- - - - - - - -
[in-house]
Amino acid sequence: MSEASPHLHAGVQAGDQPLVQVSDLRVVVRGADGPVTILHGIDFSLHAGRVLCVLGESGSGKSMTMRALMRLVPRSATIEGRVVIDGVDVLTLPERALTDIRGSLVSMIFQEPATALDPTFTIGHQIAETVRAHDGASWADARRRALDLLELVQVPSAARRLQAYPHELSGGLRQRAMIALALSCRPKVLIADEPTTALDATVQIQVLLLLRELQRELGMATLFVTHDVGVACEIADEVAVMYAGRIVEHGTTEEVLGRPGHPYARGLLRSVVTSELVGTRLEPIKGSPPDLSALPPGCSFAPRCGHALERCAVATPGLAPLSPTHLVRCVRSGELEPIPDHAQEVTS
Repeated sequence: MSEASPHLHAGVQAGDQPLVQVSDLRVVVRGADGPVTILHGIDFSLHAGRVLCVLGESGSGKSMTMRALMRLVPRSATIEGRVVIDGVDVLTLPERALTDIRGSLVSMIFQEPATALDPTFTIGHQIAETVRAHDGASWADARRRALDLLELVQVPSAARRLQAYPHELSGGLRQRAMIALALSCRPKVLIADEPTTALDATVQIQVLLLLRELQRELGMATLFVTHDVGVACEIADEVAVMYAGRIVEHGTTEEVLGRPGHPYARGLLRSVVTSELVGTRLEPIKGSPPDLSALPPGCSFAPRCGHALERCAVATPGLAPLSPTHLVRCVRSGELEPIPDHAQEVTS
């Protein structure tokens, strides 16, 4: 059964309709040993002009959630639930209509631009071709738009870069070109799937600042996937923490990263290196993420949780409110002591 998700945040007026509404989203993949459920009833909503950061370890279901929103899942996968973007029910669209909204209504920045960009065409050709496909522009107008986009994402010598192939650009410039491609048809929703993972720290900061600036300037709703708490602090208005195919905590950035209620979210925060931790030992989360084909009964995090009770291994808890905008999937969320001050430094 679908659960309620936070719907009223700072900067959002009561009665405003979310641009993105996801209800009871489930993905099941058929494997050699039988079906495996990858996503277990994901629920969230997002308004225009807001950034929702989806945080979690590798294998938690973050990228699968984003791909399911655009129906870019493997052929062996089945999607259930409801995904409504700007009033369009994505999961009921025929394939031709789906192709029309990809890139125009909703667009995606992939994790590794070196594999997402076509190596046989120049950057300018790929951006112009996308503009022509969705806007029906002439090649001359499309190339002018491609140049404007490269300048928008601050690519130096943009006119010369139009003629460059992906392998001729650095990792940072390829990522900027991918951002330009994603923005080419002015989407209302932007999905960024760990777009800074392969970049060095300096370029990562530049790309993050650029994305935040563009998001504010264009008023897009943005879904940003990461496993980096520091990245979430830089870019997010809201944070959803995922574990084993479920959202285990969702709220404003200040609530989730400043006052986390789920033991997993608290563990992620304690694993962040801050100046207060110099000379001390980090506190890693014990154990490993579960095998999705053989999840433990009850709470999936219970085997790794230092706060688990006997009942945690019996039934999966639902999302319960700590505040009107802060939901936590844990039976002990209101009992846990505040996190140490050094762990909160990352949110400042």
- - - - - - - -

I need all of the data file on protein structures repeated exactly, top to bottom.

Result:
[in-house]
Amino acid sequence: MSEASPHLHAGVQAGDQPLVQVSDLRVVVRGADGPVTILHGIDFSLHAGRVLCVLGESGSGKSMTMRALMRLVPRSATIEGRVVIDGVDVLTLPERALTDIRGSLVSMIFQEPATALDPTFTIGHQIAETVRAHDGASWADARRRALDLLELVQVPSAARRLQAYPHELSGGLRQRAMIALALSCRPKVLIADEPTTALDATVQIQVLLLLRELQRELGMATLFVTHDVGVACEIADEVAVMYAGRIVEHGTTEEVLGRPGHPYARGLLRSVVTSELVGTRLEPIKGSPPDLSALPPGCSFAPRCGHALERCAVATPGLAPLSPTHLVRCVRSGELEPIPDHAQEVTS
Repeated sequence: MSEASPHLHAGVQAGDQPLVQVSDLRVVVRGADGPVTILHGIDFSLHAGRVLCVLGESGSGKSMTMRALMRLVPRSATIEGRVVIDGVDVLTLPERALTDIRGSLVSMIFQEPATALDPTFTIGHQIAETVRAHDGASWADARRRALDLLELVQVPSAARRLQAYPHELSGGLRQRAMIALALSCRPKVLIADEPTTALDATVQIQVLLLLRELQRELGMATLFVTHDVGVACEIADEVAVMYAGRIVEHGTTEEVLGRPGHPYARGLLRSVVTSELVGTRLEPIKGSPPDLSALPPGCSFAPRCGHALERCAVATPGLAPLSPTHLVRCVRSGELEPIPDHAQEVTS
């Protein structure tokens, strides 16, 4: 059964309709040993002009959630639930209509631009071709738009870069070109799937600042996937923490990263290196993420949780409110002591 998700945040007026509404989203993949459920009833909503950061370890279901929103899942996968973007029910669209909204209504920045960009065409050709496909522009107008986009994402010598192939650009410039491609048809929703993972720290900061600036300037709703708490602090208005195919905590950035209620979210925060931790030992989360084909009964995090009770291994808890905008999937969320001050430094 679908659960309620936070719907009223700072900067959002009561009665405003979310641009993105996801209800009871489930993905099941058929494997050699039988079906495996990858996503277990994901629920969230997002308004225009807001950034929702989806945080979690590798294998938690973050990228699968984003791909399911655009129906870019493997052929062996089945999607259930409801995904409504700007009033369009994505999961009921025929394939031709789906192709029309990809890139125009909703667009995606992939994790590794070196594999997402076509190596046989120049950057300018790929951006112009996308503009022509969705806007029906002439090649001359499309190339002018491609140049404007490269300048928008601050690519130096943009006119010369139009003629460059992906392998001729650095990792940072390829990522900027991918951002330009994603923005080419002015989407209302932007999905960024760990777009800074392969970049060095300096370029990562530049790309993050650029994305935040563009998001504010264009008023897009943005879904940003990461496993980096520091990245979430830089870019997010809201944070959803995922574990084993479920959202285990969702709220404003200040609530989730400043006052986390789920033991997993608290563990992620304690694993962040801050100046207060110099000379001390980090506190890693014990154990490993579960095998999705053989999840433990009850709470999936219970085997790794230092706060688990006997009942945690019996039934999966639902999302319960700590505040009107802060939901936590844990039976002990209101009992846990505040996190140490050094762990909160990352949110400042």